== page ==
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I bought the camera with the Rittreck 4x5 back that many of them come with. I've owned and repaired a whole lot of Pacemaker Speed and Crown Graphics, and own one of each for myself. Weirdly, though, I've almost never used them for photography. I love to tinker, and to make old, good things work in the world again. So I guess maybe it isn't too weird. But I decided after having back surgery in December, and lying useless for way longer than I wanted to, that I wanted to give LF a serious try. I did a lot of research, and for no really rational reason, I picked the Rittreck as the camera I wanted to get. I already had the Graphics, and they have their uses, but I wanted to explore movements.

When the camera arrived, I realized right away that I wanted a different back for it. The Rittreck 4x5 back is solid, but it is not a Universal/Graflock, so it cannot be used with my 6x12 rollfilm back. I started looking around for an alternative, but while doing so, I began wondering about 5x7. And it didn't take me long to conclude that it might be the format for me, for all the reasons others were telling me in their posts about it: it is nearly twice the size of 4x5; it is less square (which I prefer); and most of the lenses I was collecting will cover it. So I ended up buying an old wooden Burke and James 5x7 back that someone had attached to a homemade reducing back of some kind. I paid more than I should have, because I've seen several 5x7 backs for less since, but I was eager.

I ordered a 3mm thick sheet of aluminum from the UK (so I guess I should call it aluminium). It doesn't make sense to me, but it was chepaer to do this, even with the shipping charge, than to get it here in the US. I cut it to the proper outer dimensions (220mm square, IIRC), and cut a hole in the center to match the hole in the B&J back. I used my little power scroll saw, which wasn't really made for cutting metal. I broke several blades, but they're cheap.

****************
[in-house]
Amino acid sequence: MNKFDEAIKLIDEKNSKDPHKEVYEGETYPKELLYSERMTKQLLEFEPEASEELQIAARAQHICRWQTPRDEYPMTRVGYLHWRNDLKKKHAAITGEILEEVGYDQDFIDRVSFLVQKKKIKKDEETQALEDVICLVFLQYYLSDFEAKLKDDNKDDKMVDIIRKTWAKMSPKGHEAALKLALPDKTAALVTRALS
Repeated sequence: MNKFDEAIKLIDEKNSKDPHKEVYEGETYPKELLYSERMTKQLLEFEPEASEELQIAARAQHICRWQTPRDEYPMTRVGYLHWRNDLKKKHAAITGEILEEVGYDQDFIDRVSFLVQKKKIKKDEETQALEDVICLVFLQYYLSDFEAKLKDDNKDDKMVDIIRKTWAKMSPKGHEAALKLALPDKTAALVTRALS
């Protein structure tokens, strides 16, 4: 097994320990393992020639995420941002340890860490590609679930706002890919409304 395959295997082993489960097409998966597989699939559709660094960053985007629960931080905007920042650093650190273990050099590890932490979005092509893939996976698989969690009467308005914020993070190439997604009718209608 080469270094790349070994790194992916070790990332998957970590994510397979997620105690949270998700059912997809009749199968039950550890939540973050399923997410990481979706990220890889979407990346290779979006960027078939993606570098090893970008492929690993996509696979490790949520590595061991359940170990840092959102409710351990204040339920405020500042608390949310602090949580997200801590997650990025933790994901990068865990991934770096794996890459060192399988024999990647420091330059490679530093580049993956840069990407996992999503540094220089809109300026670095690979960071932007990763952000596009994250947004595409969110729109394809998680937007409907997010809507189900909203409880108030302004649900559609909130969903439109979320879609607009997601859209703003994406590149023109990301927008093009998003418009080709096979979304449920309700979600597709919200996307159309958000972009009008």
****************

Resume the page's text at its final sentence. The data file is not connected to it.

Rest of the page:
The hardest part was making the ridged light trap that fits into the half-inch wide grooves around the outer edge of the back of the rear standard. The grooves are not very deep (less that 2mm), and I didn't have any metal strips thin enough. I ended up finding just what I needed again, though, in my workshop. Last year, I made a 14-inch Newtonian reflector telescope, and for its 'skin', I used 1.5mm thick flexible plywood. Some scraps worked perfectly.

I also made a thin (3mm) plywood ground glass protector for the back. It's held onto the steel part of the GG back with flexible magnet strips. The strips came with adhesive, but, no surprise, it came off in just moderately hot weather. I epoxied them on, and they're on there for good now.

I bought blue spray paint and used it on the back before I ever saw the new bellows, and 'sage green' that looked like a fairly close match to the metal of the camera. I like it!

Here's a photo of the back with the ground glass protector off.

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And its after 4:00 am here, and I'm an idiot! Good night!

Leszek Vogt
2-Jul-2017, 10:13
That is a pretty rig. Hope it takes as good images.

Les

Vaughn
2-Jul-2017, 10:58
Great job!

Paul Kinzer
2-Jul-2017, 14:05
Thanks, Les and Vaughn!

The last thing I did for my kit was make an adapter so that I can use all my lenses on both my Graphic cameras and the Rittreck. I fix old Graphics, and have lots of parts lying around, including front standards. So I took one of these and attached it to a Rittreck lens board with a very large hole in it; large enough that the big (70mm) back end of my 90mm f/5.6 Super Angulon can be put through it. In order to use the adapter on the Rittreck, I needed to pull the Graphic standard out a bit (1/4 inch), because the Rittreck lens mount works with a lever that flips out. Without the wooden spacer, with needed notches on both the top and bottom, the lever would not clear the Graphic standard. This means that lenses are abut 1/2-inch further out from the film plane than the would be with a standard Rittreck board (first photo). For me, this is fine, since even the shortest-focal-length lens I hope to use on this camera, my 75mm f/8 Super Angulon, will just focus at infinity (second photo). No movements are possible, but that's okay. If I need them with this lens, I have the Crown Graphic.